It's this. We've just come across a young fellow, who's evidently very poor, and who seems interest—"
"What's his profession?"
"Do you remember, Margaret?"
"Porphyrion Fire Insurance Company."
"Oh yes; the nice people who gave Aunt Juley a new hearth-rug. He seems interesting, in some ways very, and one wishes one could help him. He is married to a wife whom he doesn't seem to care for much. He likes books, and what one may roughly call adventure, and if he had a chance—But he is so poor. He lives a life where all the money is apt to go on nonsense and clothes. One is so afraid that circumstances will be too strong for him and that he will sink. Well, he got mixed up in our debate. He wasn't the subject of it, but it seemed to bear on his point. Suppose a millionaire died, and desired to leave money to help such a man. How should he be helped? Should he be given three hundred pounds a year direct, which was Margaret's plan? Most of them thought this would pauperize him. Should he and those like him be given free libraries? I said 'No!' He doesn't want more books to read, but to read books rightly. My suggestion was he should be given something every year towards a summer holiday, but then there is his wife, and they said she would have to go too. Nothing seemed quite right! Now what do you think? Imagine that you were a millionaire, and wanted to help the poor. What would you do?"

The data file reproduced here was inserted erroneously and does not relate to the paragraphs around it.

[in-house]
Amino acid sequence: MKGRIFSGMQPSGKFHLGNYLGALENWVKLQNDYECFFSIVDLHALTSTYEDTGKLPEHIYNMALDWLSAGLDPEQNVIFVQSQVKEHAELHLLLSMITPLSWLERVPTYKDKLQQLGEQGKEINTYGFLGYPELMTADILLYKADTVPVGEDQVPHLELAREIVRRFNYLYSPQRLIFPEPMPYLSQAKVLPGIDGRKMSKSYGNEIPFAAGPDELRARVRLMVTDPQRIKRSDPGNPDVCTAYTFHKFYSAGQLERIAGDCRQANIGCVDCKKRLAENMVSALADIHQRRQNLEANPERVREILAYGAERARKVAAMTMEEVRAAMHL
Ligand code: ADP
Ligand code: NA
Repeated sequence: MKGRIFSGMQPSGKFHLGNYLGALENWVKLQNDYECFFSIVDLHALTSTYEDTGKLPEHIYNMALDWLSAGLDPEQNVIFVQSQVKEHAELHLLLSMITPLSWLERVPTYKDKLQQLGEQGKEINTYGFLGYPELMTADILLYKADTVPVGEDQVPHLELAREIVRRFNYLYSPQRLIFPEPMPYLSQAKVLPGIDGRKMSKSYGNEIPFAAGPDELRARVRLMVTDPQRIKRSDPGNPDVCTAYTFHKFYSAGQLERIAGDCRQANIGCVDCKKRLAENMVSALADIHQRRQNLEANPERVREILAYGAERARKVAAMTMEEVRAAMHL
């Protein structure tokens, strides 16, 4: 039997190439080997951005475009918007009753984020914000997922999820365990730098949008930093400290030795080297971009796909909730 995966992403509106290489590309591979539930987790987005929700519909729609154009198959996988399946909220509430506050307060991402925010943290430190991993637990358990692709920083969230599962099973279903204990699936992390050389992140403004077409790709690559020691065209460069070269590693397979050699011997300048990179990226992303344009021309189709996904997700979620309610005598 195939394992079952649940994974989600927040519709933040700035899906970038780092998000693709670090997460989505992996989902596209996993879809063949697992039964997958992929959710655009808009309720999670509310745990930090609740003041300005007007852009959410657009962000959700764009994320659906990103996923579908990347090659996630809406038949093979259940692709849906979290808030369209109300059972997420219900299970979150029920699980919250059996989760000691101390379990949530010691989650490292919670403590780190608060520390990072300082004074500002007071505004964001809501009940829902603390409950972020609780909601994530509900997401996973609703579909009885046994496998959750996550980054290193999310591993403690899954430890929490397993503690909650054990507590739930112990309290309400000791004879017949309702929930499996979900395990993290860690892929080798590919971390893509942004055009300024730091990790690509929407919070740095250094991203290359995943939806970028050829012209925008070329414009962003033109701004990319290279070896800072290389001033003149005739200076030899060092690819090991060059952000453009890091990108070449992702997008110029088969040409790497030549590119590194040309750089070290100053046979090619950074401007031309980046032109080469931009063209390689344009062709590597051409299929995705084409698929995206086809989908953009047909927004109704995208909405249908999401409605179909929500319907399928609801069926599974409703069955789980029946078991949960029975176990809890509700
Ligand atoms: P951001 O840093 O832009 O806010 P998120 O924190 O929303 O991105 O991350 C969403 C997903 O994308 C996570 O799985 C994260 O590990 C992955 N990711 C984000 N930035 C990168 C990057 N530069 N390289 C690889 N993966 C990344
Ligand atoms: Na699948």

Mr. Wilcox, whose fortune was not so very far below the standard indicated, laughed exuberantly. "My dear Miss Schlegel, I will not rush in where your sex has been unable to tread. I will not add another plan to the numerous excellent ones that have been already suggested. My only contribution is this: let your young friend clear out of the Porphyrion Fire Insurance Company with all possible speed."
"Why?" said Margaret.